no change

It’s Saturday and, as usual, I’ve spent half the day wondering what on earth I’m going to write on the blog.

Not having had any major new insights or flashes of inspiration, let’s continue from last weekend, when I said that I was trying to choose which poems to read at an evening where the theme was change.

I didn’t find it a very easy task and reckoned that it would be much easier for the writers of fiction: even I know enough about plotting to be aware of the common story structure that sees the protagonist undergo a transformation, but that really can’t be applied to poetry.
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changing voice and mood

Next week I’m taking part in an evening of readings and yesterday I received an email reminding me that I needed to supply a biography and also give some idea of genre and tone for the pieces I’ll be reading. The suggestions offered were: “prose/ poetry; fiction/ non-fiction; light/ serious”.

I understand that the running order will probably work better if tragedy isn’t sandwiched between doggerel, but I don’t usually make decisions very far in advance – after all, I might yet write a new piece that is just perfect for the occasion – so just at the moment I have no idea what I’m going to read.
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I’ve been thinking about the presidential inauguration and wondering if I might be able to work a neat pun into this post. Something based on the prefix in being combined with the root augur – that the inaugural can’t augur well.

But that seems a little contrived, so let’s move swiftly on and talk about poetry.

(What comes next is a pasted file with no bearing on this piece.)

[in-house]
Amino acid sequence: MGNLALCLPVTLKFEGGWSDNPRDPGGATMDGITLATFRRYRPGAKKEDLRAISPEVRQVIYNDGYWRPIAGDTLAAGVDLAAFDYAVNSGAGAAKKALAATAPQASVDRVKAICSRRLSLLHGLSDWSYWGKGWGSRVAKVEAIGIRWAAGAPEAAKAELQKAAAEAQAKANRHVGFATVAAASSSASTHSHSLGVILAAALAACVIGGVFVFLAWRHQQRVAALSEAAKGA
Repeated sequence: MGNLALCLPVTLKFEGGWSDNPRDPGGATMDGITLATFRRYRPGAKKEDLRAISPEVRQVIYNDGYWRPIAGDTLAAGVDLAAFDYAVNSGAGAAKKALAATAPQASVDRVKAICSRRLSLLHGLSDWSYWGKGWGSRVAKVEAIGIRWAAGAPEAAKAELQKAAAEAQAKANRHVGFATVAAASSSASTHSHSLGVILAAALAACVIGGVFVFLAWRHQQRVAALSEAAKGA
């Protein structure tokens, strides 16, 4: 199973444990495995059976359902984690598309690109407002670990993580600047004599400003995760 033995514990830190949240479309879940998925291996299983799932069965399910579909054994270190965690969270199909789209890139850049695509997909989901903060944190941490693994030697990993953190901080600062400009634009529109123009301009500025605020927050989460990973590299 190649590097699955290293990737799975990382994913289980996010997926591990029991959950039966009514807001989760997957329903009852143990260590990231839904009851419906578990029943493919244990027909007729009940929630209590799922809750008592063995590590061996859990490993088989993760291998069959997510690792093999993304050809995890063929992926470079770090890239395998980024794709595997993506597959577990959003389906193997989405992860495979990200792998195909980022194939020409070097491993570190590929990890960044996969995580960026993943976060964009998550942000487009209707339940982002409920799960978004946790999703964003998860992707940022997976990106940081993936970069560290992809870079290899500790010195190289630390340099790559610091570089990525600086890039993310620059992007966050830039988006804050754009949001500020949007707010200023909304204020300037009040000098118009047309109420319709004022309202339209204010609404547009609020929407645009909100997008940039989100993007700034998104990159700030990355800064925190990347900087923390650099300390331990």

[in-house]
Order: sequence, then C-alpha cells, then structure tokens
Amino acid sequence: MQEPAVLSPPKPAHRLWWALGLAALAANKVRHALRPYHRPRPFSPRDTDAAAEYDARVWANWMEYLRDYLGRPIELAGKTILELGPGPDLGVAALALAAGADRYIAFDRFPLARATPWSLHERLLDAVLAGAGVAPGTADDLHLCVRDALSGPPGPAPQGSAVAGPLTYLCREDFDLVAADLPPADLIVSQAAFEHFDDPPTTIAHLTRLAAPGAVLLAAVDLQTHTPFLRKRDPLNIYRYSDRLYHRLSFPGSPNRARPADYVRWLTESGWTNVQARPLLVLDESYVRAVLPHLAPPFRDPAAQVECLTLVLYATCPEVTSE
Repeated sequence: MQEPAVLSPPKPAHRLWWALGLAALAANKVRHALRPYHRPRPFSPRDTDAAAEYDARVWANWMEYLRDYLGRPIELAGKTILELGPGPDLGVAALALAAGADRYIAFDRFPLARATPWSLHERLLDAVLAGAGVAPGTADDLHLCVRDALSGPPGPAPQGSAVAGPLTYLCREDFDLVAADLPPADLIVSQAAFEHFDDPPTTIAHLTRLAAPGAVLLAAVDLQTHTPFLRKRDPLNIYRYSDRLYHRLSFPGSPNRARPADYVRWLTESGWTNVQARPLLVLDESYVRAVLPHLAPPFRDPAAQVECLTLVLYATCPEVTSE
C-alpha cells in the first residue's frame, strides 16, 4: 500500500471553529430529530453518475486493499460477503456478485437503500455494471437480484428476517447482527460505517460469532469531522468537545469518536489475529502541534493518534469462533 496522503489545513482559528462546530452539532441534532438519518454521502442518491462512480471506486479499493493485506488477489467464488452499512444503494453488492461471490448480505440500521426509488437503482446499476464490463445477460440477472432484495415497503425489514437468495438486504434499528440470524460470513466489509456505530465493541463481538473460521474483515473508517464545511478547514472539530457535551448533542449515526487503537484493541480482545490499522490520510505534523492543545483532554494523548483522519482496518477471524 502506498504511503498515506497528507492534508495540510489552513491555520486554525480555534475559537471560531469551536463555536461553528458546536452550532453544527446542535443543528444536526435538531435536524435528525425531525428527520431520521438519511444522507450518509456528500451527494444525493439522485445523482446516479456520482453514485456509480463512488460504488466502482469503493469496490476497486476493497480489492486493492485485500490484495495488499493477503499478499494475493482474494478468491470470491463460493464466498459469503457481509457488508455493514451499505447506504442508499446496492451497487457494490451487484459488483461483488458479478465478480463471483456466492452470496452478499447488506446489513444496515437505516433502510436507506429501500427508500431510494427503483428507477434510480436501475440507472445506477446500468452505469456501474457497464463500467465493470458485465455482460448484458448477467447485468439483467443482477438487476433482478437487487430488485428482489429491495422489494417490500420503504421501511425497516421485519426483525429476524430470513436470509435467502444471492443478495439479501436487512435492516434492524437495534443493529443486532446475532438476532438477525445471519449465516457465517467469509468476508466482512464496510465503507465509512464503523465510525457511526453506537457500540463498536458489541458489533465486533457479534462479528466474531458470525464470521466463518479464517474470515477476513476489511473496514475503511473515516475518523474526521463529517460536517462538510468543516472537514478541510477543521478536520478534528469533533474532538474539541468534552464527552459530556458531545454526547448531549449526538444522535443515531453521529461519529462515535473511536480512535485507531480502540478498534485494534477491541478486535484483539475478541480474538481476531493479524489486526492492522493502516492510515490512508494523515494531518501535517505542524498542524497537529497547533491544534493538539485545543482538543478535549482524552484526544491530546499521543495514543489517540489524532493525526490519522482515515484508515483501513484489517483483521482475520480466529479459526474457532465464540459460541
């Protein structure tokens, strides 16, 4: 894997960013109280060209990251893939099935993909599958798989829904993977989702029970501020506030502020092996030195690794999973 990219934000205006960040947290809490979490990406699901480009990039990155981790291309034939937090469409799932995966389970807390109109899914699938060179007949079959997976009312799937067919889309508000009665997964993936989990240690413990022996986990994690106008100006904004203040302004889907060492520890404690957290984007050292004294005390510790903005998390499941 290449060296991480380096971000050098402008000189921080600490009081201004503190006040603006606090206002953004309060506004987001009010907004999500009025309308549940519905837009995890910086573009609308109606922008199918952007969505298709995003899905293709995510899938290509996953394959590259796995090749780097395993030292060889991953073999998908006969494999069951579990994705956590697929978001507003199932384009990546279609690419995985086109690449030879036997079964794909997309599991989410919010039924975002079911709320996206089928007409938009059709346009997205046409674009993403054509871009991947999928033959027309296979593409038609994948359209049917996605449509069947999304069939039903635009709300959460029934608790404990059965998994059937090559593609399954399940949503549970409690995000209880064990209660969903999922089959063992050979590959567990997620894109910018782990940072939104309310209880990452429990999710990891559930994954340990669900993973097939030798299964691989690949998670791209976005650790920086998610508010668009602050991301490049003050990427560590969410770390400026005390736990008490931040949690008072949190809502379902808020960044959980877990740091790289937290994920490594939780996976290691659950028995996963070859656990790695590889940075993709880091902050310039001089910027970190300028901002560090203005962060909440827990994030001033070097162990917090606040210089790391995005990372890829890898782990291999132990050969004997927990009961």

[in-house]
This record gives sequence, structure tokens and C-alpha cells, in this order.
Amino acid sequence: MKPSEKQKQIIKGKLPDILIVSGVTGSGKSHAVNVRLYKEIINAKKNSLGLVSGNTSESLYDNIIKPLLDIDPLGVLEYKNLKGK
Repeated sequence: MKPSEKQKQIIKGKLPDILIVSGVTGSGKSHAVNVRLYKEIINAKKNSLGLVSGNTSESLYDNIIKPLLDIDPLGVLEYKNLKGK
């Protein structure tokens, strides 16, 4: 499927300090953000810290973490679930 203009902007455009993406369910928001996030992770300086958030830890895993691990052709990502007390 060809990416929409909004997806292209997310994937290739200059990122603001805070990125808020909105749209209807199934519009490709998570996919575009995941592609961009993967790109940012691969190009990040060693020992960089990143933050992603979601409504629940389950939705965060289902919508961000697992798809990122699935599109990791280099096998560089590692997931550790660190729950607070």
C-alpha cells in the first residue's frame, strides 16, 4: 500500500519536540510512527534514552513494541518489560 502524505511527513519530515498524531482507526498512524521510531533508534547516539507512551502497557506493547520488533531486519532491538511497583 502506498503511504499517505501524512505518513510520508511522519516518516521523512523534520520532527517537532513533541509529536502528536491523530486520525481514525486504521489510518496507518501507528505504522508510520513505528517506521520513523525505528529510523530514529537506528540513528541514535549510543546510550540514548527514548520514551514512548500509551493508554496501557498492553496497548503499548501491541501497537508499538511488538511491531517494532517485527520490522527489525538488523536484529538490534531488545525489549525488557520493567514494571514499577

The last two inauguration ceremonies – and, frankly, the only two I’ve really paid much attention to, presumably because of the live reporting via the internet – have both included poets reading their work; but it turns out poems have featured in only five presidential inaugurations.
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last post before Christmas

I’m fairly sure I won’t write on the blog again before Christmas – though I am quite likely to spend far too much of the day itself on the computer so there may be a post then – which is one reason for the post title. The other reason is that if you haven’t already sent your cards, they probably won’t arrive in time for the 25th unless you get to a post office tomorrow and pay extra for Special Delivery.

Post Office Box lions, Avila
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new year, new thoughts

horses in a field
A few years back, I wrote the post what’s in the poem, where I said that I didn’t like how poets tend to use an explanatory “blurb” between pieces at readings to tell the audience how they should understand the poem rather than giving listeners the chance to respond for themselves.

This week, though, I attended a poetry reading by Michael Hulse and saw just how well that inter-poem blurb can be used.
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night noises

The last few posts have been fairly rural – which is reasonable given where I am at the moment. But to carry on from yesterday’s insomnia, I’ve dug out this older, rather more urban piece:

night shades

Sounds rise through plaster, wood and dust; they twist
between the ceiling joists, and round ceramic tiles to twine
with moonlight, drifting, woven in dreams, until
they filter into consciousness. Then,

there are no more dreams:

the sounds contract
to words as hard
and tight as fists that punch
into the sobbing night.

I hear the darkness
catch its breath
and a banshee wail
drags the dawn

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the fear of the word

I started to write about the results of the Mslexia poetry survey yesterday, but ended up going off at a bit of a tangent.

I’d stumbled across a news item on the Poetry Book Society website which referred to the survey under the eye-catching headline “Mslexia Poetry Phobia Report”, and was immediately distracted (yes, my life is full of tangents and distractions) by the phrase “a condition known as metrophobia”.
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